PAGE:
By Sen. Mark R. Warner (D-VA)
Even before the coronavirus outbreak began, a storm was brewing in our health care system. Under the Trump administration, the number of uninsured Americans has steadily increased from the record lows seen following the passage of the Affordable Care Act. Thanks to the administration’s efforts to undermine the health care law, combined with political resistance to Medicaid expansion in many states, the uninsured rate climbed up and up. According to new data from the CDC, nearly 31 million Americans lacked health insurance on the eve of the pandemic.
Then the coronavirus hit. Of the more than 40 million Americans out of work due to the pandemic, an estimated 27 million have also lost their health insurance. Today we face record rates of Americans lacking health insurance precisely when demands on our health care system are greatest.
The consequences of this policy failure will be severe, and the damage will not just be felt by those uninsured Americans who contract coronavirus. This will hit state budgets, cash-strapped hospitals and American families — who will likely see the financial strain on our system reflected in higher insurance premiums.
Unfortunately, this is not even the worst-case scenario. Having failed twice to overturn the Affordable Care Act in Congress, the Trump administration is currently leading a lawsuit that would overturn the health care law in its entirety with no plan for replacement. The Supreme Court is expected to rule on the case this fall, precisely when public health experts warn we could face a second wave of COVID cases. If successful, the Trump administration lawsuit would dismantle health coverage for millions of Americans and protections for the millions more who have a pre-existing condition.
To be clear, this legal challenge to the health coverage and protections that millions of Americans rely on represents the entirety of the Trump administration’s plan to address the health coverage crisis we now face.
The administration should immediately withdraw this lawsuit that threatens to disrupt our entire health care system in the middle of a pandemic. But merely avoiding this impending disaster is not nearly enough. We need to dramatically and quickly expand coverage for those Americans out of work due to the coronavirus, as well as for those Americans who lacked insurance before the crisis began.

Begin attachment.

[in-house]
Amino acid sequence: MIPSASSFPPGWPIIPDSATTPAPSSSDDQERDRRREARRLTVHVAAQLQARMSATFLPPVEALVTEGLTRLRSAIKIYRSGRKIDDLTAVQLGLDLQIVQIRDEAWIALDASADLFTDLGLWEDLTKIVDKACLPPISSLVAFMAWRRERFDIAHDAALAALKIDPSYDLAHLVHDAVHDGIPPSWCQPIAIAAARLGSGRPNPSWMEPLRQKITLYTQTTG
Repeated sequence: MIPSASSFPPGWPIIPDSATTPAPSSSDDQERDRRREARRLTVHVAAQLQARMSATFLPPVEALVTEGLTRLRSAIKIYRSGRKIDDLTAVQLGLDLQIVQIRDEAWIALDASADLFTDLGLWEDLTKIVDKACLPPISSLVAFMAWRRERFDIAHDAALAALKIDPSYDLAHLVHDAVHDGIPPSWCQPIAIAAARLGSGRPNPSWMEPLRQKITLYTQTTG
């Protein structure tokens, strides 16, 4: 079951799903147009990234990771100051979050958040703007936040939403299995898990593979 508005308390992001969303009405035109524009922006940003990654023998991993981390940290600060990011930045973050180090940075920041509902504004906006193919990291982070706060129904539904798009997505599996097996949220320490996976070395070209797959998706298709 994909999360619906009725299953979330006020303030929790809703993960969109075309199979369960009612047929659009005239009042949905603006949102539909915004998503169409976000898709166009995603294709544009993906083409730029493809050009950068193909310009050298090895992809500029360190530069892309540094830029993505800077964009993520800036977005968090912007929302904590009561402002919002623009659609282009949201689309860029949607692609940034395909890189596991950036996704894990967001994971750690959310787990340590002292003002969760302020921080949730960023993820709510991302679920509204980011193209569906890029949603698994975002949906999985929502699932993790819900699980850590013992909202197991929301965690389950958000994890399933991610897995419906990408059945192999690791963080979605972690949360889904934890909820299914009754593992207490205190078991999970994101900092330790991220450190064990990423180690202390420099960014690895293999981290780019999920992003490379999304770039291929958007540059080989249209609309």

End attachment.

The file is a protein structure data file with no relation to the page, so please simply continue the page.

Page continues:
First, we must expand and strengthen Medicaid. More than 380,000 Virginians have already gained affordable coverage through our expansion of Medicaid. As unemployment increases, states will see a further influx of individuals eligible for Medicaid coverage. Congress should provide states with additional funding, tied to unemployment rates, to help address this influx. In addition, we should pass legislation I’ve introduced called the SAME Act, which would make sure states such as Virginia that were late to expand Medicaid get their fair share of federal funding.
Second, Congress should help workers who have lost their employer-provided insurance regain that coverage through the COBRA program. To offset the high cost of paying for an employer-sponsored plan without employer support, the federal government should temporarily help cover the costs until it is safe for workers to return to work.
Third, the Trump administration must re-open the Affordable Care Act health care exchanges so uninsured individuals can immediately enroll in health care coverage. Congress should also enhance tax credits to help more Americans afford this marketplace coverage.
These are three ideas that can and should be enacted in the next round of coronavirus relief legislation. While the legislative solutions I’ve described are not a cure-all to structural problems in our health care system, they would quickly help millions of Americans regain coverage during this critical moment.
With unemployment and uninsured rates at record highs, the combined economic and health care crisis we face cannot be ignored. The solutions I’ve described would allow us to get millions of Americans covered as quickly as possible, using the tools that are already available. We should implement them before it is too late.
Mark Warner represents Virginia in the U.S. Senate.